Rainey was injured in a Sept. 3 scrimmage when was tackled on what appeared to be a normal play. He suffered a broken knee cap on the play, an artery was ruptured, and he was transported to Fair Oaks Hospital, then transferred to Inova Fairfax.
As the Tigers celebrated a season-opening win a week later, players began receiving word Rainey underwent surgery and had the lower part of his left amputated.
"His was big, physical, vibrant," Woodberry Forest coach Clint Alexander said. "To see him go down the way he did – it seemed like the most innocent tackle you've ever seen – it's really been tough because (his teammates) love him. It's really been hard."
Rainey remains hospitalized, and his distraught family is not ready to engage in interviews.
Communication from the family is being made in conjunction with the school and the Rainey family, Woodberry Forest director of communications Cathy Eberly said.
"The Rainey family is overwhelmed by the outpouring of interest and support they have received since Jacob was injured," the statement reads. "They are currently focusing all of their time and attention on his recovery and are not yet ready to speak with the press or to be interviewed. They expect to share their story at some point; in the meantime, they thank you sincerely for respecting their privacy."
To help fray the extensive medical costs, the Jacob Rainey Fund was established.
The injury, and the subsequent developments, rocked the Woodberry School, and the football program.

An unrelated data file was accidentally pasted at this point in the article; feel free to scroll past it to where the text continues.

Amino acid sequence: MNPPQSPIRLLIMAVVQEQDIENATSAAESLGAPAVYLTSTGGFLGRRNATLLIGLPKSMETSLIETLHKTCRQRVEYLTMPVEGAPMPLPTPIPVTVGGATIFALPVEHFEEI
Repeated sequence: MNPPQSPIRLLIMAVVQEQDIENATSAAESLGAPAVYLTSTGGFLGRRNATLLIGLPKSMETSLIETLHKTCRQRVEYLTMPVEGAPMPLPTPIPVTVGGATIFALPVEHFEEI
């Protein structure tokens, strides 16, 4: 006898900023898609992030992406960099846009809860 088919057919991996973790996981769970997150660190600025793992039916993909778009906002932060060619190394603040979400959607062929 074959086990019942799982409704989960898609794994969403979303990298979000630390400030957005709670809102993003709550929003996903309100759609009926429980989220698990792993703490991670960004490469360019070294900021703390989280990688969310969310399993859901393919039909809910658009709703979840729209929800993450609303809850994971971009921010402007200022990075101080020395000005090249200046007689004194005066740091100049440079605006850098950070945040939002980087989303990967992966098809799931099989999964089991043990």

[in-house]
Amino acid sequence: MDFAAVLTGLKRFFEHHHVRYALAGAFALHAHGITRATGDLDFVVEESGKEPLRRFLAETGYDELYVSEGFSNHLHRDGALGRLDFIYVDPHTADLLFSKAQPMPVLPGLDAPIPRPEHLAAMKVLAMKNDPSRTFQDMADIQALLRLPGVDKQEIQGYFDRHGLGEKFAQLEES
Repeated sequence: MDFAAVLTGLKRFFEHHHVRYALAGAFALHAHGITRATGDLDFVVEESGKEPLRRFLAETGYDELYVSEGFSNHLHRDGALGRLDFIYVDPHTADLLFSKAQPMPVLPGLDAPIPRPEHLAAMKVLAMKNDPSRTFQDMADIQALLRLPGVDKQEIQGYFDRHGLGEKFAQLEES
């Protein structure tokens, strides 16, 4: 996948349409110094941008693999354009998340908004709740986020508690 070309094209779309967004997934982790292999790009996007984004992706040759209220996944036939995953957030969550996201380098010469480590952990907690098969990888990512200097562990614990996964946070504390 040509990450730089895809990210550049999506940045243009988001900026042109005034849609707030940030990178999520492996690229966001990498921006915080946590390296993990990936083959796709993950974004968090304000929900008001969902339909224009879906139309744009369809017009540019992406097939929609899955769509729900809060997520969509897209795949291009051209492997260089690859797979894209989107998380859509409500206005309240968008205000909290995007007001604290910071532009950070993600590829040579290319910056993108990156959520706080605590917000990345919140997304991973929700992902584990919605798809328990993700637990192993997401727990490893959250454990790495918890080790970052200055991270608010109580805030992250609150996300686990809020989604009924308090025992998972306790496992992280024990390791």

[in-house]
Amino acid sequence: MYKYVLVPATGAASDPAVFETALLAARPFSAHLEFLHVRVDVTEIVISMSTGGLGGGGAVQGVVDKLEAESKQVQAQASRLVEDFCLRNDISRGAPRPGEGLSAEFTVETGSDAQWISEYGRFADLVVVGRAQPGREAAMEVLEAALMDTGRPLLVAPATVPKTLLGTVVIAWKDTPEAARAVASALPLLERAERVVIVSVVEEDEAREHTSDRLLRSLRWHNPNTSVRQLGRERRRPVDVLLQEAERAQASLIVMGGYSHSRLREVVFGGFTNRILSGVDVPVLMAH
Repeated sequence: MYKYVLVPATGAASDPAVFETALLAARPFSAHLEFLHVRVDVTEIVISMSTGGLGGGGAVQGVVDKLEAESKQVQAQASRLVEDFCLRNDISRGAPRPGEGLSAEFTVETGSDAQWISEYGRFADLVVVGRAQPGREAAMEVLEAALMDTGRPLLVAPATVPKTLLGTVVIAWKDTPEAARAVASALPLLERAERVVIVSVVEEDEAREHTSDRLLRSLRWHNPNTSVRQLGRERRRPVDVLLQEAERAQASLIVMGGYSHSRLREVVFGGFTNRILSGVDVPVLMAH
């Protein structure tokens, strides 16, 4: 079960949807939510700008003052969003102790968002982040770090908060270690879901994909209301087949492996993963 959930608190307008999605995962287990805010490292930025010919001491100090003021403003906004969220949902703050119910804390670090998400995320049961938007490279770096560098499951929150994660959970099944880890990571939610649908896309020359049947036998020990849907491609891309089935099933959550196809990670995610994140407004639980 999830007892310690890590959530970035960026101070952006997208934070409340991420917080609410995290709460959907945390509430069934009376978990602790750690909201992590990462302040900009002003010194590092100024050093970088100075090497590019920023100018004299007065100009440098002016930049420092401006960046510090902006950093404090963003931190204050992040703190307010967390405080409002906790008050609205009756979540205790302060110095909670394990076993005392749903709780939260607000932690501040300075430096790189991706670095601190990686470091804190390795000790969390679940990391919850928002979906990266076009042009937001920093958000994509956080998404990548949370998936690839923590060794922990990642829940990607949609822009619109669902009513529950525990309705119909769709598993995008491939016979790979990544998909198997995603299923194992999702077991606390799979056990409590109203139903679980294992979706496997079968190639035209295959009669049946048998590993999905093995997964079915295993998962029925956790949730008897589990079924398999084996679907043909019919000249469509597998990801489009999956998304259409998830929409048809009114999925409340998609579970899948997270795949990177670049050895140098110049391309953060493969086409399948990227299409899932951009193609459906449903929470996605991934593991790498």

Rainey, a 6-foot-3, 215-pounder, was a big college prospect. He was receiving interest from a number of Atlantic Coast Conference schools, including in-state programs Virginia and Virginia Tech, as well as Duke and Vanderbilt.
Virginia coach Mike London reacted to the news of Rainey's injury during a press conference last week.
"Our thoughts and prayers go out to the whole Woodberry Forest football family, (and) to this young man's family, in particular," London said. "Wins and losses are important, but sometimes the reality of what's important, what's really important, are the young men and the family members, and the sons, and the things that we're responsible for."
Although the impact of the injury is greatest on Rainey and his family, the effects are being felt throughout the school, and the football program.
Woodberry Forest opened the season with a 16-13 win against Benedictine Prep on Sept. 9, but last weekend lost 28-21 at Blair Academy (Blairstown, N.J.). Each game, a Tigers player will wear Rainey's No. 9 in his honor.
"I think they really played hard for him," Alexander said. "They really played with a lot of passion and pride. This certainly reminded them of what's really important, and how you want to appreciate the people that are in your lives."
Counseling with family members, coaches, teachers and staff members at Woodberry is helping the players cope with the mental anguish of such an injury.
"We're doing a lot better now," Prosise said. "We've been pretty bummed, pretty low on morale. We hadn't been able to see him, and it's been really tough losing one of our guys, and one of the best guys you'll ever want to know.
"It was definitely tough seeing that. It changes you, and it changes the way you play. You start playing timid. I was just trying to be strong for my teammates. I wanted them to know I was going to play as hard as I can, do as much as I can, to keep morale up, and always be positive with everything that happened."
Donations to the Jacob Rainey Fund can be made to: Virginia National Bank, Jacob Rainey Fund, 102 East Main St., Orange, Va., 22960